- Were you envious of the way Brisbane won the 2032 Games?

- No, it’s a decision taken by the IOC.

- But if you look at what Madrid and other cities have gone through in previous years, it was comparatively smooth.

- That system generated a lot of controversy. I think this is one of the many great successes that Thomas Bach has had in changing the system. There were real surprises that didn’t benefit the Olympic movement at all. Now you have much less investment and expenditure and it is much more transparent. And it avoids the great tensions that were present in the elections.

- Let me get this straight: Spain has a clear bid for the Winter Games and no bid for the Summer Games. Am I right?

- Madrid will not forget the dream of a summer bid and in the meantime it will once again be the centre of international sporting events. And let’s not forget that Spain is currently fighting for the football World Cup. We have the best facilities in the world.

- In terms of candidatures, you have the advantage that by the time you have to decide whether Madrid will bid for 2036, you will already know whether Barcelona won or not...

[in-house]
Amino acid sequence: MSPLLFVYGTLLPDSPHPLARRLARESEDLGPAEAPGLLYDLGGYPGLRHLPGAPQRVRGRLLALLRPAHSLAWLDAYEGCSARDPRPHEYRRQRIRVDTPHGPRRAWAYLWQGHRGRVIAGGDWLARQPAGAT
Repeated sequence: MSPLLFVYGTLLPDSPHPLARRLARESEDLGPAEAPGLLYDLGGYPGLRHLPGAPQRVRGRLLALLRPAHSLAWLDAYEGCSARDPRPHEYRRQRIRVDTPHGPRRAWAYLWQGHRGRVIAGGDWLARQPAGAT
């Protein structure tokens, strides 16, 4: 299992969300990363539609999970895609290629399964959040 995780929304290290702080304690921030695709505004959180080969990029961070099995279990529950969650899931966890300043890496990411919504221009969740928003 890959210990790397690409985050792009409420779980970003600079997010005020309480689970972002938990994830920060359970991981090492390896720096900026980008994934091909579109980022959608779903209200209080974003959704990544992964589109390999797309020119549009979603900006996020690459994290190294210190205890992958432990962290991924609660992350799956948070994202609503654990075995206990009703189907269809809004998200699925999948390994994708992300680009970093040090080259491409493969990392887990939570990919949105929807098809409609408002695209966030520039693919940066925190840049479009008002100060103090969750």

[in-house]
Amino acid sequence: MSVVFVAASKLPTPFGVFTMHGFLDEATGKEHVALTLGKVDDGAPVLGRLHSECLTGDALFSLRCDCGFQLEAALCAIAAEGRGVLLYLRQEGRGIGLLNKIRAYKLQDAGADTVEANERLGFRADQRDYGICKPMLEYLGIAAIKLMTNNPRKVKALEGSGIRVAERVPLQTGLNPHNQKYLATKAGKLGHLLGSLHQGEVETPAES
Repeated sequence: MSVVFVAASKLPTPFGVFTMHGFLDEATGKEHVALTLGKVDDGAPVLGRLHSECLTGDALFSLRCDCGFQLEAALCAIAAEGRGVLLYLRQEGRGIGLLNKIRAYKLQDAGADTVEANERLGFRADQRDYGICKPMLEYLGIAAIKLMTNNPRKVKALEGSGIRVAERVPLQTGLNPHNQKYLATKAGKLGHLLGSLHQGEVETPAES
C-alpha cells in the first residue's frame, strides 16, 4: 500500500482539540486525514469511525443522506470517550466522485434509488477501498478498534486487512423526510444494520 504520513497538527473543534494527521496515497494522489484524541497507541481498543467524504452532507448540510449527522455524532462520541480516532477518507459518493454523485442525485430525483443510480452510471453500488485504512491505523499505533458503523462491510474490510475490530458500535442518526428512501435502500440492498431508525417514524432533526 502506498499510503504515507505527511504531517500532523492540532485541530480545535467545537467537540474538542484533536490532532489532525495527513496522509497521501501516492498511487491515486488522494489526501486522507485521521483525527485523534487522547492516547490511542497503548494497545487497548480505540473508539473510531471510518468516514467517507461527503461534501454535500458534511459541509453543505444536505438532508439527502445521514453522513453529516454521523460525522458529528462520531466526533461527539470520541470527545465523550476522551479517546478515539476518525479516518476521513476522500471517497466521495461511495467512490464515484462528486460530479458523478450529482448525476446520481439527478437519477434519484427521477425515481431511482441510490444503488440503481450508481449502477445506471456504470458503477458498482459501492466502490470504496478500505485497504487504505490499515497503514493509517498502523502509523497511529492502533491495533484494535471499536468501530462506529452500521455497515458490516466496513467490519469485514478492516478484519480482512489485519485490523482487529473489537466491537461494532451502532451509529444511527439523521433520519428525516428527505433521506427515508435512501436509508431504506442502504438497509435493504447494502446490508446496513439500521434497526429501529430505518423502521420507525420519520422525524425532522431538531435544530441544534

- I think they are two totally independent paths. Now we have a project, which is Barcelona, and an idea for the future, which is Madrid.

- Is the bid for the Winter Games for 2030 or also for 2034?

- The Pyrenees is a reliable, feasible and achievable issue. We are going to prepare the candidature, we are going to present it, we are going to see how many candidates there are, we are going to see how the IOC makes the decision, and from there, together with the IOC, we are going to plan the future.

- In Barcelona there were voices that raised the option of a referendum to decide whether to present the candidature.

- The referendum comes from a party that is part of the government of Catalonia. Let’s see what happens.

- The IOC is against referendums, because they end up damaging the image of the Games. Does it make sense?

- Obviously, that’s why I say we’ll see what happens.

Metal figures evoking Olympic sports, on the esplanade of the Spanish Olympic Committee / SEBASTIÁN FEST
Metal figures evoking Olympic sports, on the esplanade of the Spanish Olympic Committee / SEBASTIÁN FEST

- I take you away from the Spanish candidatures for a moment and ask you about Gianni Infantino’s plan for the World Cup to be played every two years.